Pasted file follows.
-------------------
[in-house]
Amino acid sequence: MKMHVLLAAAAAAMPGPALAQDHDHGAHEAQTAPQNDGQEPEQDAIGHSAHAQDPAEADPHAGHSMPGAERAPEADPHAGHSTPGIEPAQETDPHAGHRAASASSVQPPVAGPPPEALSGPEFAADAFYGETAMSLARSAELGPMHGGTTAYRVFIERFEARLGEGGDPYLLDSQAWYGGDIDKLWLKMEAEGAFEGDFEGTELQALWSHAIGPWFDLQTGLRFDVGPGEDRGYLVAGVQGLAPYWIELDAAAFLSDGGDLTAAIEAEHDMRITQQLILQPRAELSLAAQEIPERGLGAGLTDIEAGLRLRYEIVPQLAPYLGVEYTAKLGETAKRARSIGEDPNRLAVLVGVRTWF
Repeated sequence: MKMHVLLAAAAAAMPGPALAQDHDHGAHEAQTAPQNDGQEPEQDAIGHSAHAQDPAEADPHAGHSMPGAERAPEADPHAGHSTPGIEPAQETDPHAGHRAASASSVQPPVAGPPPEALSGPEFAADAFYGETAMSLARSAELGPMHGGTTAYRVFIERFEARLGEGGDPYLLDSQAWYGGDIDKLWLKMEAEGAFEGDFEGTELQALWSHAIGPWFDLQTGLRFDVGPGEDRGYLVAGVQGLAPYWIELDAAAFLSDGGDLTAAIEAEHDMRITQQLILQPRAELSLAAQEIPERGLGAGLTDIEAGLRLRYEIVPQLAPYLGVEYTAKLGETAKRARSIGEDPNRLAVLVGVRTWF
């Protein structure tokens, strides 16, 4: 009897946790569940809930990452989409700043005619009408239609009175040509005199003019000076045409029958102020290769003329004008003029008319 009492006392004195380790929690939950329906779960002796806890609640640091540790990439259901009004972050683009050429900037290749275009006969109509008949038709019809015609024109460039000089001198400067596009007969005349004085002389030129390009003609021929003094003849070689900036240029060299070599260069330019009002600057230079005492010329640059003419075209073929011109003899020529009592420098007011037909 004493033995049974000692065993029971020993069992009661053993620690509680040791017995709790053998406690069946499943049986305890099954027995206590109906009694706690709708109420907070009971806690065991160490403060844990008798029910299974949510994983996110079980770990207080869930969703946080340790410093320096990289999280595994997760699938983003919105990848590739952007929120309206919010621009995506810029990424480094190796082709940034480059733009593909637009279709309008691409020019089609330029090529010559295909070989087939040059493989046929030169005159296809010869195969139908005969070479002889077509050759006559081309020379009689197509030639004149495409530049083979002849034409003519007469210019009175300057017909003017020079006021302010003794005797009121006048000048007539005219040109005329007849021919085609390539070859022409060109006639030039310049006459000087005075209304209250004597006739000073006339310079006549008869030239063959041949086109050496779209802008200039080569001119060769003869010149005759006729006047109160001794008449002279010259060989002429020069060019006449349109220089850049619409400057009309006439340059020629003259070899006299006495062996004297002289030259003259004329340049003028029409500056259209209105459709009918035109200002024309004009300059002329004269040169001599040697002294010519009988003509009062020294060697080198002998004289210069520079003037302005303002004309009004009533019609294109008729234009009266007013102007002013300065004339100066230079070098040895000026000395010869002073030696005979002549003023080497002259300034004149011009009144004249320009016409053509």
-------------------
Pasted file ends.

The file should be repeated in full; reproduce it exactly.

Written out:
[in-house]
Amino acid sequence: MKMHVLLAAAAAAMPGPALAQDHDHGAHEAQTAPQNDGQEPEQDAIGHSAHAQDPAEADPHAGHSMPGAERAPEADPHAGHSTPGIEPAQETDPHAGHRAASASSVQPPVAGPPPEALSGPEFAADAFYGETAMSLARSAELGPMHGGTTAYRVFIERFEARLGEGGDPYLLDSQAWYGGDIDKLWLKMEAEGAFEGDFEGTELQALWSHAIGPWFDLQTGLRFDVGPGEDRGYLVAGVQGLAPYWIELDAAAFLSDGGDLTAAIEAEHDMRITQQLILQPRAELSLAAQEIPERGLGAGLTDIEAGLRLRYEIVPQLAPYLGVEYTAKLGETAKRARSIGEDPNRLAVLVGVRTWF
Repeated sequence: MKMHVLLAAAAAAMPGPALAQDHDHGAHEAQTAPQNDGQEPEQDAIGHSAHAQDPAEADPHAGHSMPGAERAPEADPHAGHSTPGIEPAQETDPHAGHRAASASSVQPPVAGPPPEALSGPEFAADAFYGETAMSLARSAELGPMHGGTTAYRVFIERFEARLGEGGDPYLLDSQAWYGGDIDKLWLKMEAEGAFEGDFEGTELQALWSHAIGPWFDLQTGLRFDVGPGEDRGYLVAGVQGLAPYWIELDAAAFLSDGGDLTAAIEAEHDMRITQQLILQPRAELSLAAQEIPERGLGAGLTDIEAGLRLRYEIVPQLAPYLGVEYTAKLGETAKRARSIGEDPNRLAVLVGVRTWF
């Protein structure tokens, strides 16, 4: 009897946790569940809930990452989409700043005619009408239609009175040509005199003019000076045409029958102020290769003329004008003029008319 009492006392004195380790929690939950329906779960002796806890609640640091540790990439259901009004972050683009050429900037290749275009006969109509008949038709019809015609024109460039000089001198400067596009007969005349004085002389030129390009003609021929003094003849070689900036240029060299070599260069330019009002600057230079005492010329640059003419075209073929011109003899020529009592420098007011037909 004493033995049974000692065993029971020993069992009661053993620690509680040791017995709790053998406690069946499943049986305890099954027995206590109906009694706690709708109420907070009971806690065991160490403060844990008798029910299974949510994983996110079980770990207080869930969703946080340790410093320096990289999280595994997760699938983003919105990848590739952007929120309206919010621009995506810029990424480094190796082709940034480059733009593909637009279709309008691409020019089609330029090529010559295909070989087939040059493989046929030169005159296809010869195969139908005969070479002889077509050759006559081309020379009689197509030639004149495409530049083979002849034409003519007469210019009175300057017909003017020079006021302010003794005797009121006048000048007539005219040109005329007849021919085609390539070859022409060109006639030039310049006459000087005075209304209250004597006739000073006339310079006549008869030239063959041949086109050496779209802008200039080569001119060769003869010149005759006729006047109160001794008449002279010259060989002429020069060019006449349109220089850049619409400057009309006439340059020629003259070899006299006495062996004297002289030259003259004329340049003028029409500056259209209105459709009918035109200002024309004009300059002329004269040169001599040697002294010519009988003509009062020294060697080198002998004289210069520079003037302005303002004309009004009533019609294109008729234009009266007013102007002013300065004339100066230079070098040895000026000395010869002073030696005979002549003023080497002259300034004149011009009144004249320009016409053509």